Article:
The Military Commissions Act of 2006 expressly removed the Geneva Conventions as a source of rights for any person litigating against the United States or its agents. For General Manuel Noriega, the Geneva Conventions provided him with his sole opportunity for relief from what is, in his opinion, a grave injustice; without it, he has no hope of returning to his home country any time in the near future. Thus, Noriega petitioned the Supreme Court and asked the Court to find this restriction to be an unconstitutional suspension of the writ of habeas corpus. To perform this analysis, the Supreme Court would have had to delve into territory previously unexplored and narrowly avoided. Ultimately, the Court declined to accept certiorari, over a strong objection by Justice Thomas, joined by Justice Scalia. This Comment argues that the Supreme Court has avoided the issue long enough, and should have settled the matter once and for all by accepting General Noriega’s challenge.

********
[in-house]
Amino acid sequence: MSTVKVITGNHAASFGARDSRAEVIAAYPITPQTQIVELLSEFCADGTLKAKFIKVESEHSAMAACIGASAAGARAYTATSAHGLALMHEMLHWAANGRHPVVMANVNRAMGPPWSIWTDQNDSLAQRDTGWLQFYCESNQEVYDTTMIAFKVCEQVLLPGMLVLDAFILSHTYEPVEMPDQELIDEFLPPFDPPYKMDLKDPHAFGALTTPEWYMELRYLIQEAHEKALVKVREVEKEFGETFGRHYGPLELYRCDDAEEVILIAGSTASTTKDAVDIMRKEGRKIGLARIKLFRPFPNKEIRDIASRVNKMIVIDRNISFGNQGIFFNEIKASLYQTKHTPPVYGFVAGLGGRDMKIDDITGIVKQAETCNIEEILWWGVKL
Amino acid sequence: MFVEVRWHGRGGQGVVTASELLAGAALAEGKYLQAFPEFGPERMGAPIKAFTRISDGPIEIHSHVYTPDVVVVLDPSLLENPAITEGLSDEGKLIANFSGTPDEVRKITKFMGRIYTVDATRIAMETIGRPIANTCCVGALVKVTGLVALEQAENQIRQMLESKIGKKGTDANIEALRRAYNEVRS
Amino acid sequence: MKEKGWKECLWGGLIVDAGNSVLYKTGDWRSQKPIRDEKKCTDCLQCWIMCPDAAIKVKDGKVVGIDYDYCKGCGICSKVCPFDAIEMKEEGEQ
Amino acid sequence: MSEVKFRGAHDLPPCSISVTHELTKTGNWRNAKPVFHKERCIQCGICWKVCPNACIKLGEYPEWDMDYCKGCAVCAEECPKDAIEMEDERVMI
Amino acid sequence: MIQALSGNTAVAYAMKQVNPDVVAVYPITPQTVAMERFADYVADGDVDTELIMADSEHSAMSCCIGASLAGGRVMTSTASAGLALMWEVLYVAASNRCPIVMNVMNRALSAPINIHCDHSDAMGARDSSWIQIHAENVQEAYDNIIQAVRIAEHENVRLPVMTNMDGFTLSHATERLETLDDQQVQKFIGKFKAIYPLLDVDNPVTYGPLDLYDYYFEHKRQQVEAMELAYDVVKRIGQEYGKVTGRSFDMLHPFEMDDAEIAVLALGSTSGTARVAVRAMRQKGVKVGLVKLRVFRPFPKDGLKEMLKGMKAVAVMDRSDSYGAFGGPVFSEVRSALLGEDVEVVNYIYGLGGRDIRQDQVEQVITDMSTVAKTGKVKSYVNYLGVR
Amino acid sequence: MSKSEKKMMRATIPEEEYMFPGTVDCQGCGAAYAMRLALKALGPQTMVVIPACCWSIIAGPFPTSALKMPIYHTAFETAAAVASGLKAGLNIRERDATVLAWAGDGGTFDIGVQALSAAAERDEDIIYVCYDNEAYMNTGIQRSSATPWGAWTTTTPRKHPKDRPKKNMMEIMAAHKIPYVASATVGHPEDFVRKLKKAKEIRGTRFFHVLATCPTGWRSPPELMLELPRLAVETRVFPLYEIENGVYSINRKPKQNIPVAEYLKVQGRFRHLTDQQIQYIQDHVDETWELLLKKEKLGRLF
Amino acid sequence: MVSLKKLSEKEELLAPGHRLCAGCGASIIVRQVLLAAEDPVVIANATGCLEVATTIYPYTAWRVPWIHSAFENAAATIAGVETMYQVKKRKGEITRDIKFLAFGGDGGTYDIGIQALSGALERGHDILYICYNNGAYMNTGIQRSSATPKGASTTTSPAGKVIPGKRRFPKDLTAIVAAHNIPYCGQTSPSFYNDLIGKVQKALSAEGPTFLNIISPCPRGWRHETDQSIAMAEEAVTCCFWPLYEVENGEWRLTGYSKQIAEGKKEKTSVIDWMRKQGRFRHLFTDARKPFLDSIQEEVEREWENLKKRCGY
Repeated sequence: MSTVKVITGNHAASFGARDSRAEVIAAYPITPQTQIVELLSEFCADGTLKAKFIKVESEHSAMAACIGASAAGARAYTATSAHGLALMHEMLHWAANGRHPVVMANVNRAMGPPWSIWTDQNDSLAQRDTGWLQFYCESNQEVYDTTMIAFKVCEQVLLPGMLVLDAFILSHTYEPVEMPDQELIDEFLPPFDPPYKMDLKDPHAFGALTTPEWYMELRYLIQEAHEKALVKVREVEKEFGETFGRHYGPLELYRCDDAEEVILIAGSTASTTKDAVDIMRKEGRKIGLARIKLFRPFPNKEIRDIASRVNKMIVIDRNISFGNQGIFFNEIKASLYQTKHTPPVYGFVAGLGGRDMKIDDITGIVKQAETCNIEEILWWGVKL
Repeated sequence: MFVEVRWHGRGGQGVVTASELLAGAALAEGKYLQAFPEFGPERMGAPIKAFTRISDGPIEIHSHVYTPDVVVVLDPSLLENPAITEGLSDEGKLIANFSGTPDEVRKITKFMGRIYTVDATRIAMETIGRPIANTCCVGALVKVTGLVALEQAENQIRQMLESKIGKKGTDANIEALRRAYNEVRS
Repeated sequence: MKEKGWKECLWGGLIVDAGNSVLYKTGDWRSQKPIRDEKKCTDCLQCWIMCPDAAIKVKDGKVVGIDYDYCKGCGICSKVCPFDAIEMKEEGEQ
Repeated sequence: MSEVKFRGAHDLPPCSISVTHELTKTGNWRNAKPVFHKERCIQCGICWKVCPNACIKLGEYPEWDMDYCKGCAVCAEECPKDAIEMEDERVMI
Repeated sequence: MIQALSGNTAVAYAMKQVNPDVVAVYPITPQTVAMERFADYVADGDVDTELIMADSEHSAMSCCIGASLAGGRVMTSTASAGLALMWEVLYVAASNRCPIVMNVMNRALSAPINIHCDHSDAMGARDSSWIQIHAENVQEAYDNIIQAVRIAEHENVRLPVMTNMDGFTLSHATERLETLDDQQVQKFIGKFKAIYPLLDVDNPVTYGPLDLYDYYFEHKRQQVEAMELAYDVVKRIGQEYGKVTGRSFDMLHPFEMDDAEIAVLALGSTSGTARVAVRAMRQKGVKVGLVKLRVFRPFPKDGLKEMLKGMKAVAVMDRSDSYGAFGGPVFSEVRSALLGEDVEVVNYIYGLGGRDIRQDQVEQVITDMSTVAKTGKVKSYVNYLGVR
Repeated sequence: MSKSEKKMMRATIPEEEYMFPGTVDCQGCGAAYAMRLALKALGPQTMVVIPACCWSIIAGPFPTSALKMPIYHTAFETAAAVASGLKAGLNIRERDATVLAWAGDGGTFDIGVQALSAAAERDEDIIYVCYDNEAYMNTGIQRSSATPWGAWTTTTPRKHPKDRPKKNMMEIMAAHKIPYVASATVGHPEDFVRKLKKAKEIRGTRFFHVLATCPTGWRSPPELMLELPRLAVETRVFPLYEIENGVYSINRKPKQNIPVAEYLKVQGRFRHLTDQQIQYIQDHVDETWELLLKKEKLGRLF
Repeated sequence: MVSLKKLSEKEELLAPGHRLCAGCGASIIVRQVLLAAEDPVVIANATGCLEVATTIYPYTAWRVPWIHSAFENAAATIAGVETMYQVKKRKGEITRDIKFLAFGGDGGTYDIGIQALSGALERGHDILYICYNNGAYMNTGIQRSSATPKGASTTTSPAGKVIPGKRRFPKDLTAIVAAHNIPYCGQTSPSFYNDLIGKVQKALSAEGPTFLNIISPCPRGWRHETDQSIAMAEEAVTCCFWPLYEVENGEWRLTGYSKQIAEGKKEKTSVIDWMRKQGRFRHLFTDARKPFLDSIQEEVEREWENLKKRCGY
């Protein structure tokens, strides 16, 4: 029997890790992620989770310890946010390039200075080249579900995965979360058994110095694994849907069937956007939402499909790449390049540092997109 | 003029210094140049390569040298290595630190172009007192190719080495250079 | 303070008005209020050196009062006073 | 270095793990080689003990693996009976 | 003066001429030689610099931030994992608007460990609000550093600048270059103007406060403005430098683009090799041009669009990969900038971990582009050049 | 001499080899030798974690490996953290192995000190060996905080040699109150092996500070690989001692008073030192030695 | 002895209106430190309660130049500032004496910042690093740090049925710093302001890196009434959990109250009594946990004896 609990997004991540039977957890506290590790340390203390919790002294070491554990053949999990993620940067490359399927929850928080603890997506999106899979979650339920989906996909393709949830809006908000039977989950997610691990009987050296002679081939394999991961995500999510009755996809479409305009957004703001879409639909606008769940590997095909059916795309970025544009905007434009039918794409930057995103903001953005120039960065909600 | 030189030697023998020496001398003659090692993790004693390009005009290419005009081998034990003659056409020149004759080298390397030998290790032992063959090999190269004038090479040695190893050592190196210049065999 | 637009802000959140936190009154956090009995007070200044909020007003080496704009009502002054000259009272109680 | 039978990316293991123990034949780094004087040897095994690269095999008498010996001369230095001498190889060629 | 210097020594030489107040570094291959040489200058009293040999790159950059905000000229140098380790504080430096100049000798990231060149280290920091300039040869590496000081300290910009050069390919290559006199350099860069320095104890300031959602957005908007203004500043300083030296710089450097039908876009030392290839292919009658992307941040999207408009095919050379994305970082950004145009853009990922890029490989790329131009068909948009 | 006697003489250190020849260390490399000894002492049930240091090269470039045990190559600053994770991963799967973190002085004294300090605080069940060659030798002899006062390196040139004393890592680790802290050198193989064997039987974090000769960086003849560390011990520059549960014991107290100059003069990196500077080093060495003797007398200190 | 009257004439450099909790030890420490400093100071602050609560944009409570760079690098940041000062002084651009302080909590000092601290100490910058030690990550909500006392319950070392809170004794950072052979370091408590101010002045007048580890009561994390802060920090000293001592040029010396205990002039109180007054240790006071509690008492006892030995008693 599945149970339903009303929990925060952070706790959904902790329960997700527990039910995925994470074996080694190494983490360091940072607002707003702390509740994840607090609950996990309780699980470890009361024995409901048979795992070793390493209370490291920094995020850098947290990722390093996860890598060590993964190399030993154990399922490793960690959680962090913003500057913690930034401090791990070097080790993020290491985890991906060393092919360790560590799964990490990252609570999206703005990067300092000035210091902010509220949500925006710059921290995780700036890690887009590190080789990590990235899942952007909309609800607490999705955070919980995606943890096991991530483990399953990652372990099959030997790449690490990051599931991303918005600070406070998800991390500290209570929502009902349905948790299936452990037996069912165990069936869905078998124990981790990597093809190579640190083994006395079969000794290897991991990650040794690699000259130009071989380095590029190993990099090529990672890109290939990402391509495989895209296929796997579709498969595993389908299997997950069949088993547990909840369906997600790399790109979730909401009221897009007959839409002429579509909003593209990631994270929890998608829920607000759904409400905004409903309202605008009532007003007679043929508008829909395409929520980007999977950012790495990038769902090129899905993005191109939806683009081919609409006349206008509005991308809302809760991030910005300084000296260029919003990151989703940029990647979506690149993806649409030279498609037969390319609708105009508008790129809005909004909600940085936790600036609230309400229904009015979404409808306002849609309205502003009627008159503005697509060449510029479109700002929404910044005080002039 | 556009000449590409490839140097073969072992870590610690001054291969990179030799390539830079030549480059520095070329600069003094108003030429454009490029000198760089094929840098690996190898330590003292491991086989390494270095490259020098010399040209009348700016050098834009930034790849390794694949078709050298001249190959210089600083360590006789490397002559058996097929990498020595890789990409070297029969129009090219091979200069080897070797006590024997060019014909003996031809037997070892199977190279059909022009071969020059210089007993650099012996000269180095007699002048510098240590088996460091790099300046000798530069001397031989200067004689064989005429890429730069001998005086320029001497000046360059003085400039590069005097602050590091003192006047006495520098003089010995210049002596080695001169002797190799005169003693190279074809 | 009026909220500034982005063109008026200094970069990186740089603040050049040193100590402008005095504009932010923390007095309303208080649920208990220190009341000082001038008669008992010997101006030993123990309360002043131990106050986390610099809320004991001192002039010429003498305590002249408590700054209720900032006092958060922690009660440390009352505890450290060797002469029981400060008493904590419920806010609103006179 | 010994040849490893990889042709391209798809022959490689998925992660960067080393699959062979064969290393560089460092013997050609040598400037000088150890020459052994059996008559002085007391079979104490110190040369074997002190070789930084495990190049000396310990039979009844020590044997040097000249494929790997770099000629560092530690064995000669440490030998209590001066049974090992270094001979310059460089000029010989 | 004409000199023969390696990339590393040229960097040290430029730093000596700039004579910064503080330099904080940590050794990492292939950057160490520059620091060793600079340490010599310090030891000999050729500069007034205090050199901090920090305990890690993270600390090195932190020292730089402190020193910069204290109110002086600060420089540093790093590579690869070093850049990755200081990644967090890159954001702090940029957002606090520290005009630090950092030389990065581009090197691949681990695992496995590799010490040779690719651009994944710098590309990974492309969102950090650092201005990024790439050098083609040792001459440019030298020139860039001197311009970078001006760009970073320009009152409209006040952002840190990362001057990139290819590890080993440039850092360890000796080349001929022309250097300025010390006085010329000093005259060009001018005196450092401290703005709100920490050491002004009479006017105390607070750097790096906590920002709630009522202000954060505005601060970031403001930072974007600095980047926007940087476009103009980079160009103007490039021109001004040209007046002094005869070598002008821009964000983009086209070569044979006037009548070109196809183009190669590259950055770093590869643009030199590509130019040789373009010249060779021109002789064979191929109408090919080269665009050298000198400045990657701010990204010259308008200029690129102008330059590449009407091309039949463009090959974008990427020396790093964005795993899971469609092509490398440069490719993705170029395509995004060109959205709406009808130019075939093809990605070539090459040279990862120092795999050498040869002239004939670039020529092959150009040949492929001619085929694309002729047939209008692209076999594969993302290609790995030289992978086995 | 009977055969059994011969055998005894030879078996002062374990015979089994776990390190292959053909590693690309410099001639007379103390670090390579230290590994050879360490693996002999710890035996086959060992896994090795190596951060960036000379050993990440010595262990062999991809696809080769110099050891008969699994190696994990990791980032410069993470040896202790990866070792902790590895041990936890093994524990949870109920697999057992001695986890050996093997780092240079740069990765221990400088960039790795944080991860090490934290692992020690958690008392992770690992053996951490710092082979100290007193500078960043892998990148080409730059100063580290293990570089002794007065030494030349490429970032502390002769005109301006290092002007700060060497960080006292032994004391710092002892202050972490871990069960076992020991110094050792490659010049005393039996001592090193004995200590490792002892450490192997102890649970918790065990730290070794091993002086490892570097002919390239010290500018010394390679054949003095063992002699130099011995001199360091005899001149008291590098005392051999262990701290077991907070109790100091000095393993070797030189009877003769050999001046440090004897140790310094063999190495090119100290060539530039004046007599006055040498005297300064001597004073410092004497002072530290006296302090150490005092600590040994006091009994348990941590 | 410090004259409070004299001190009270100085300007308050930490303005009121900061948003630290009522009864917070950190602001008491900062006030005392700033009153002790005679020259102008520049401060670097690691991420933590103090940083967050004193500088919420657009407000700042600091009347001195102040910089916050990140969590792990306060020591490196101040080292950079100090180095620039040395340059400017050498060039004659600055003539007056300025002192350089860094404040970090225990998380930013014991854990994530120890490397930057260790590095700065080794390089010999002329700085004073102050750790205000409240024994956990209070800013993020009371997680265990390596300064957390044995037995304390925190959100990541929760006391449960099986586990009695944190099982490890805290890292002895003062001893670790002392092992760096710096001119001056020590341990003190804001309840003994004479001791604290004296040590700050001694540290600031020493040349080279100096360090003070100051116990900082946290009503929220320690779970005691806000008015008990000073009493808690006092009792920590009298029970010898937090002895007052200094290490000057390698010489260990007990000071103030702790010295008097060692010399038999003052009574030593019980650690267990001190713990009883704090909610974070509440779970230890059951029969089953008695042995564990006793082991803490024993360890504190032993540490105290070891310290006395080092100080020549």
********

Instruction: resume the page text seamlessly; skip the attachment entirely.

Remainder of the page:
Jason E. Armiger,
Noriega v. Pastrana: The Supreme Court Takes a Step Back from the Table,
B.C. Int'l & Comp. L. Rev.
E. Supp. 1